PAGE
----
As a last blow to the U.S. wilderness, Trump auctions Arctic shelter to oil drillers


The selling of drilling rights is the culmination of one of the most important environmental battles in the world.

Donald Trump’s administration will sell off portions of the Arctic National Wildlife Refuge to oil drills on Wednesday in one of the recent blows to the American wilderness.

The auction is the culmination of one of the largest environmental battles in the country. The land in the northern coastal plain of Alaska is home to breeding polar bears and migrant herds of prickly caribou that are dependent on and considered sacred by indigenous peoples.

But the oil industry has long believed that billions of barrels of oil are in the soil underneath the plain.

It will be difficult to recover the leases in the shelter, known as ANWR, once they are leased to energy firms. However, by placing regulatory barriers in the way of drilling companies, new President Joe Biden could prevent the creation of the refuge.

In the face of an accelerating climate crisis, the sanctuary has become central to the U.S. debate about how quickly to avoid fracking and burning fossil fuels.

Climate scientists claim that because the earth is now more than 1 degree warmer than in pre-industrial times, there should be no new oil and gas production. The world will continue to heat up even though people stopped using fossil fuels today.

In Prudhoe Bay, oil from wells west of the sanctuary has stimulated economic growth that the state relies on to fill its coffers and give residents annual tax checks. That rise also led to the most destructive oil spill in history when, in 1989, the Exxon Valdez tanker spilled millions of barrels off the southern coast of Alaska.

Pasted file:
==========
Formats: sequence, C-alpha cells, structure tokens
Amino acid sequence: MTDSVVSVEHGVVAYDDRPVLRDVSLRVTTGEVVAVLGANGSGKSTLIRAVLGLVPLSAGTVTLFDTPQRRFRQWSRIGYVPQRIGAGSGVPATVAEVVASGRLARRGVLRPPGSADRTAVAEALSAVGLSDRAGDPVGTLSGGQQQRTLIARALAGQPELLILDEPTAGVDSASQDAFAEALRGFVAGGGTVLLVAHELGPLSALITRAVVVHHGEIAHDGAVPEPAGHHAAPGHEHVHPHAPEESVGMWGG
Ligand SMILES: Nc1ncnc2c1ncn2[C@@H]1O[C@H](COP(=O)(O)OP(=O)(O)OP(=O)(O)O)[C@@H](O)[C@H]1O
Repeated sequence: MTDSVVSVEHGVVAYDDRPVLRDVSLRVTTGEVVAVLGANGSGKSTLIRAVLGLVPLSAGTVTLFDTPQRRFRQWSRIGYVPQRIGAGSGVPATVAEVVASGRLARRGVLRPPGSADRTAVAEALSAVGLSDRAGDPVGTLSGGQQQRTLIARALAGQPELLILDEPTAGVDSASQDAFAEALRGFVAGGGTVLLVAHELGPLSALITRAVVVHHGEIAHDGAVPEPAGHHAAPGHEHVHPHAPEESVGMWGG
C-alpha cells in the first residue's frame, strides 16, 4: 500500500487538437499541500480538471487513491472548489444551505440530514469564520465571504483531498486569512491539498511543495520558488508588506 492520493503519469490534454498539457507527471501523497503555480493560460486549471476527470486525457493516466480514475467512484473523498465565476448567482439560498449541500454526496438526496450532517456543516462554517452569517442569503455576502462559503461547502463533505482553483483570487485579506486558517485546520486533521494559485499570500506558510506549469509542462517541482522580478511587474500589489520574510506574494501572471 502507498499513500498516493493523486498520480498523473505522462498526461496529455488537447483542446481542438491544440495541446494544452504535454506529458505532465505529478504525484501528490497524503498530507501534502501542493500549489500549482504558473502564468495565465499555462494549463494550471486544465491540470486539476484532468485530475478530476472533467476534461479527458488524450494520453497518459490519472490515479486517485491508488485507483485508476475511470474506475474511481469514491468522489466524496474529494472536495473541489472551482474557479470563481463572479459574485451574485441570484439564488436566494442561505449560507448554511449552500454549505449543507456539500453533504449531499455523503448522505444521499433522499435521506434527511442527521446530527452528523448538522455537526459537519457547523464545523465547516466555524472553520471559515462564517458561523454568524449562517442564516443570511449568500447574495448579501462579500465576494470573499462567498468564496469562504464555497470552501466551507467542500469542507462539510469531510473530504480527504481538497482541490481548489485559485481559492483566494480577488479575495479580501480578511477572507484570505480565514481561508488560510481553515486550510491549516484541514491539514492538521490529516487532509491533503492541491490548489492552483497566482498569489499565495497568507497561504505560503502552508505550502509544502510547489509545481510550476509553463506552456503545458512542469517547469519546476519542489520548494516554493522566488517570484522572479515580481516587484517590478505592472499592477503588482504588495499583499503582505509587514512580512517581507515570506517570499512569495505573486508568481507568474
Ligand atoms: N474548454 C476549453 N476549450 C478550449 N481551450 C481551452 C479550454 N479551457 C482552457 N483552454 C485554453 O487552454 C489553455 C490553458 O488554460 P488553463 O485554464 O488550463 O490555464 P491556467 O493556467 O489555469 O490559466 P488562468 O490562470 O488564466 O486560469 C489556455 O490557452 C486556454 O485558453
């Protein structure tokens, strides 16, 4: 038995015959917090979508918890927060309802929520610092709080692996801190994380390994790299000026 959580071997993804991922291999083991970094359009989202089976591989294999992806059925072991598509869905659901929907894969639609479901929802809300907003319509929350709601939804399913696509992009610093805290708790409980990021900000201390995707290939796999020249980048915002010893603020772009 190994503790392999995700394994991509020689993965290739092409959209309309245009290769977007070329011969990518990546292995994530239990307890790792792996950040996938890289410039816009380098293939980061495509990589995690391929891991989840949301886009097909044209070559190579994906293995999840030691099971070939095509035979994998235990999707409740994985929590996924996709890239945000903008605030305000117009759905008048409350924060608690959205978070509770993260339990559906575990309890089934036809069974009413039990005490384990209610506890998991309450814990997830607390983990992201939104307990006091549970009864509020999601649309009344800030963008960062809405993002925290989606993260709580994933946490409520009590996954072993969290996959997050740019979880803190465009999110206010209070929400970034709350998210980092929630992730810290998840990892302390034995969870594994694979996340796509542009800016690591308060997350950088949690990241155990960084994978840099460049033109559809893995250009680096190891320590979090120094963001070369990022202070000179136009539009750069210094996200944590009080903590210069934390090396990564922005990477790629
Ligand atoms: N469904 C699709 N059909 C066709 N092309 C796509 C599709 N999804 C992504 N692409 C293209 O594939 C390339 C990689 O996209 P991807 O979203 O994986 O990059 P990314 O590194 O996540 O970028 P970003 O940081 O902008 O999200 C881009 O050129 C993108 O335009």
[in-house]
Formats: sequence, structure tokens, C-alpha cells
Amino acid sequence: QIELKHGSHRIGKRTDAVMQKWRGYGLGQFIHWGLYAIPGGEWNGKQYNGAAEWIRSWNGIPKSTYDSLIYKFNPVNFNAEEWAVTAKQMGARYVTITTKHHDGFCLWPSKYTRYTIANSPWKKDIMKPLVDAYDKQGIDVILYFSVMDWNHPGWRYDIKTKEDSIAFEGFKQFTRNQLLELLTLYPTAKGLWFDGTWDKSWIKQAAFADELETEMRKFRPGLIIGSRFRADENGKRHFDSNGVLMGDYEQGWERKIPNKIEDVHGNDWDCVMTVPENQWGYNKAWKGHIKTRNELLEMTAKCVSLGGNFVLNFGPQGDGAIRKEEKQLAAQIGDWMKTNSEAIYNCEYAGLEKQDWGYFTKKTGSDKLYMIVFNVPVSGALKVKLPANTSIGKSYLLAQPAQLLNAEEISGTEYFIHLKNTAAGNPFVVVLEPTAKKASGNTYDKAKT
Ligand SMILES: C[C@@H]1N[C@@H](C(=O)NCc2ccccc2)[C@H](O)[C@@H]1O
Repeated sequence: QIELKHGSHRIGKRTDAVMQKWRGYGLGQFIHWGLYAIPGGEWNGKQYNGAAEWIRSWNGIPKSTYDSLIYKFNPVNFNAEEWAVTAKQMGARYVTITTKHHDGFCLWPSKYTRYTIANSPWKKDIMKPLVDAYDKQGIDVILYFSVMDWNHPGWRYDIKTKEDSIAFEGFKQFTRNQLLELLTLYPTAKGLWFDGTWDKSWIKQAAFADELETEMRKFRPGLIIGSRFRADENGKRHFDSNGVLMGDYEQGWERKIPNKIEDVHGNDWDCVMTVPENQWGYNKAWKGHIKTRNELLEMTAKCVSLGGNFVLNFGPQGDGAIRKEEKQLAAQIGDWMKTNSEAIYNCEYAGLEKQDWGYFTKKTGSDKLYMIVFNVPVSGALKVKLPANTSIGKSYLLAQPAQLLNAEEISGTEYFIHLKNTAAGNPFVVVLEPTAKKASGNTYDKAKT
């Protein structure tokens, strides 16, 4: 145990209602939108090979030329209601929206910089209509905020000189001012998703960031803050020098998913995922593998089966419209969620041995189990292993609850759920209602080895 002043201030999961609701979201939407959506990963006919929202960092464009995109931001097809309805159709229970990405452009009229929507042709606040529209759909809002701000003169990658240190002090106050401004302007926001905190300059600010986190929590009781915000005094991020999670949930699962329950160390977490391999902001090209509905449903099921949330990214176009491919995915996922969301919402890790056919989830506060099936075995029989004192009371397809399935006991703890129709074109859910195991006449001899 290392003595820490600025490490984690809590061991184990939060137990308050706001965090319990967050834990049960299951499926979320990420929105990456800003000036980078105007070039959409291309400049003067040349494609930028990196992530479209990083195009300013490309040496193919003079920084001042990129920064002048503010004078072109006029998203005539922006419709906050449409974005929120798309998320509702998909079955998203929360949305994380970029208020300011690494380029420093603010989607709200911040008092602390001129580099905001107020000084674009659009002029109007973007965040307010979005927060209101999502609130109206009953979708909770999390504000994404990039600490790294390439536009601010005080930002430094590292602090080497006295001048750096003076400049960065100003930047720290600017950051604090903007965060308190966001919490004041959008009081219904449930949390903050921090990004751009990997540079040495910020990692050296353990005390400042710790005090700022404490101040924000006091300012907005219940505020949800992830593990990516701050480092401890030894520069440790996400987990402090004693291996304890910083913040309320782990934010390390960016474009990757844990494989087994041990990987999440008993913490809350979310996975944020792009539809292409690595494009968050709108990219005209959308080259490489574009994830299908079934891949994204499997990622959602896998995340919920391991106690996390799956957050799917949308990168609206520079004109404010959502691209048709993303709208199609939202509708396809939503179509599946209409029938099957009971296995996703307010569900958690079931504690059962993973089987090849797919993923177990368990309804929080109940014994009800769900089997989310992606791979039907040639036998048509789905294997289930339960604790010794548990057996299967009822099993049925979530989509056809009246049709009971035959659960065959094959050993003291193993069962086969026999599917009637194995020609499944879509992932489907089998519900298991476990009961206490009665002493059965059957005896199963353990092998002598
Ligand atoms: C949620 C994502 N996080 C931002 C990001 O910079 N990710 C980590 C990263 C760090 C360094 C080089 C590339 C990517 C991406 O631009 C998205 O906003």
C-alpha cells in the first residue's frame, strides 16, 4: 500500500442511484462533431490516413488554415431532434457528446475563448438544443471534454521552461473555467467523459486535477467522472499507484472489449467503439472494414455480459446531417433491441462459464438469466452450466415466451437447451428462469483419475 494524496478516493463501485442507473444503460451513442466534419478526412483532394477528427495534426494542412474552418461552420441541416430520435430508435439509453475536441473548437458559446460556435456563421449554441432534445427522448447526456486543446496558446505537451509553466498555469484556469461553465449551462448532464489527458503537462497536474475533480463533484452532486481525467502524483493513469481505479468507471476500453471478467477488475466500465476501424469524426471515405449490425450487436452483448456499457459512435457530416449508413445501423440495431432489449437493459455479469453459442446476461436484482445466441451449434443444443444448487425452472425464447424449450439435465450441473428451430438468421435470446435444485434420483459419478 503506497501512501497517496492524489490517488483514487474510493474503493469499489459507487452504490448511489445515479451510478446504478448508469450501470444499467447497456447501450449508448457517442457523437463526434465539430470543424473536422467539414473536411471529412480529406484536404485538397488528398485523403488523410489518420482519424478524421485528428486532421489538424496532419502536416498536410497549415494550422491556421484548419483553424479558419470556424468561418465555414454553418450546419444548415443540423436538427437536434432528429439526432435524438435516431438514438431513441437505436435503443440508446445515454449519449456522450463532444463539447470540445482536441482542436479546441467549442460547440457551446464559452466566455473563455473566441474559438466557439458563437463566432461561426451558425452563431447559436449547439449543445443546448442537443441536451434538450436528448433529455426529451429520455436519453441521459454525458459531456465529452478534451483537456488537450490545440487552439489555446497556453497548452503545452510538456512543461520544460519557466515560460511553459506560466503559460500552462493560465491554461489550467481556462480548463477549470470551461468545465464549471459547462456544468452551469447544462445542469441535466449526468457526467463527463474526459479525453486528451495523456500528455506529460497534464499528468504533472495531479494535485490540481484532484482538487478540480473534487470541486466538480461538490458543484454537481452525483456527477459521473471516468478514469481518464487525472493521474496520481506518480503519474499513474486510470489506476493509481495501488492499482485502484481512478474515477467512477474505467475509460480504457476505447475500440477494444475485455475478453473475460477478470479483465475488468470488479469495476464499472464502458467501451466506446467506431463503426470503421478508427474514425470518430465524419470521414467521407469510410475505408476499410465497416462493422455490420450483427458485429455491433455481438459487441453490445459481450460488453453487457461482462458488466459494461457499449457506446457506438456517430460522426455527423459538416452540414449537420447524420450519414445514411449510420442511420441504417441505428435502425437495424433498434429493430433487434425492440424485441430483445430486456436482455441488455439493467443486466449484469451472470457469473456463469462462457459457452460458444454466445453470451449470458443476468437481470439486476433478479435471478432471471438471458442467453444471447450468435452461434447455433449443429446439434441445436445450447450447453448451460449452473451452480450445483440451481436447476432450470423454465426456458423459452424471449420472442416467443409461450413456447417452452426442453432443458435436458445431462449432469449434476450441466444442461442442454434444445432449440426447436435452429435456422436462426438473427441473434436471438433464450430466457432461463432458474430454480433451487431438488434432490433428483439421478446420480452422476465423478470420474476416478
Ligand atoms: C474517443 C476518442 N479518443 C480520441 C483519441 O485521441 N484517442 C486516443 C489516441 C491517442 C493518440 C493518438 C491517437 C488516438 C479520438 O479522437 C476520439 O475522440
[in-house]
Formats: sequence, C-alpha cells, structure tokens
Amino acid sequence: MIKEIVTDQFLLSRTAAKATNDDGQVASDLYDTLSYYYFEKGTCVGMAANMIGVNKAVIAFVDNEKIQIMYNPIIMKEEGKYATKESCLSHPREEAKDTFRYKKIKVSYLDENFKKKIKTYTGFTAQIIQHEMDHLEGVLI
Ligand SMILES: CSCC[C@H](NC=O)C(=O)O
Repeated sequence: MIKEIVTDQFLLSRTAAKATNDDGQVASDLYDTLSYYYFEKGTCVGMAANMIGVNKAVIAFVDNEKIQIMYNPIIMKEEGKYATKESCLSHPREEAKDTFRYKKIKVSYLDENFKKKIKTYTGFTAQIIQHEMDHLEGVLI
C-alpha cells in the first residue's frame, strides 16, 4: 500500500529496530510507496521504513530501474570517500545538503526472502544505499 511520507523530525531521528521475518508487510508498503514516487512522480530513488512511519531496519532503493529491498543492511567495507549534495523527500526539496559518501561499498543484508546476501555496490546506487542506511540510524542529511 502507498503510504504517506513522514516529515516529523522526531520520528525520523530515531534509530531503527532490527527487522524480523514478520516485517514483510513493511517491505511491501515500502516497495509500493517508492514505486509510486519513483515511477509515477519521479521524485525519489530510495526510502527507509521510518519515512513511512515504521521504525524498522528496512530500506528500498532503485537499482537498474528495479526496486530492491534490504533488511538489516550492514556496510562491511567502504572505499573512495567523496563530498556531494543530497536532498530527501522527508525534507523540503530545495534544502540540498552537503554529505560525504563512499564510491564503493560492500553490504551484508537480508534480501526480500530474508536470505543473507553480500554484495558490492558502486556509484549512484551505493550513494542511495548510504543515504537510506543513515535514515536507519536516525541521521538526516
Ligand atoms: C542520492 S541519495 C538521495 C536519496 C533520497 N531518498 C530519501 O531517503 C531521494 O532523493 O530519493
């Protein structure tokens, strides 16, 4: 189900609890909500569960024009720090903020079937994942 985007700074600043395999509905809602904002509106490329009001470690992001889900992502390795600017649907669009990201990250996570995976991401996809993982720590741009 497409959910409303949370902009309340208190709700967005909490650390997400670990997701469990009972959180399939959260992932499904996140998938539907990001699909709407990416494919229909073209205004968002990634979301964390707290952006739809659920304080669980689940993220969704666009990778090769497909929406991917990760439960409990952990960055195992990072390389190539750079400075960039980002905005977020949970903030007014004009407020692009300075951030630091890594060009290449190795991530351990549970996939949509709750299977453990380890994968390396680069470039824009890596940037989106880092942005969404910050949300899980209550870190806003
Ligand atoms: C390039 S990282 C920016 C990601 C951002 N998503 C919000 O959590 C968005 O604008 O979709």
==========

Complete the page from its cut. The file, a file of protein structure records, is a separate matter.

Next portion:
Prudhoe Bay “was the largest oil field in North America ever found.”

Since then, in the Alaskan Arctic, we’ve had more than 1,500 square miles of oil and gas production… but [ANWR] has been off-limits,’ said Adam Kolton, Alaska Wilderness League executive director.

It symbolises, to us, what is at stake here.

If you can’t draw a tundra line and keep one part of the Arctic off limits, then the question is where you can draw the line and what protected section of the wilderness area in the United States remains off limits.
President Dwight Eisenhower designated the Arctic Sanctuary in 1960, and as the U.S. tried to minimize its dependency on Middle Eastern suppliers, industry and Republicans pressed for fracking there in the decades that followed. Even though oil is now abundant, the drive continues and a shale boom has made the U.S. a net exporter rather than an importer.

In the U.S., Republicans In 2017, Congress and Alaska accomplished their goal by adding a clause to permit fracking into Trump’s landmark tax law.

Trump and Congressional Republicans claimed that government income from refugee drilling could help pay for planned tax cuts that have helped companies and wealthier Americans. They said that the development would bring in $900 million, but an analysis based on historical bidding data by the nonpartisan advocacy organization Taxpayers for Common Sense found that it would bring in just a fraction of that amount – not more than $27.6 million. That will be divided between the state of Alaska and the federal government.

“The fact that this was offered as a settlement was definitely disingenuous at best, and we thought it was just kind of a joke,” said Autumn Hanna, the group’s vice president.

Common Sense taxpayers have proposed that public land for oil and gas exploration should not be leased by the government now, because costs for those resources are low and stocks are high globally.

Oil demand has fallen since the pandemic, as businesses have closed and people have driven less.

We’re not opposed to oil and gas exploration, so we’re against taxpayer shortages,”We’re not against oil and gas drilling, but we are against shortchanging taxpayers,”

Industry interest in exploiting new oil fields is so limited that some have indicated there could be no offers for some Coastal Plain lands. Former governors Frank Murkowski and Bill Walker urged the state itself to bid on unwanted tracts, and a state economic development company voted last week to authorize up to $20 million in bids.

“If there are no lease sales bidders, Alaska will definitely never be able to realize our capacity for oil and gas from d


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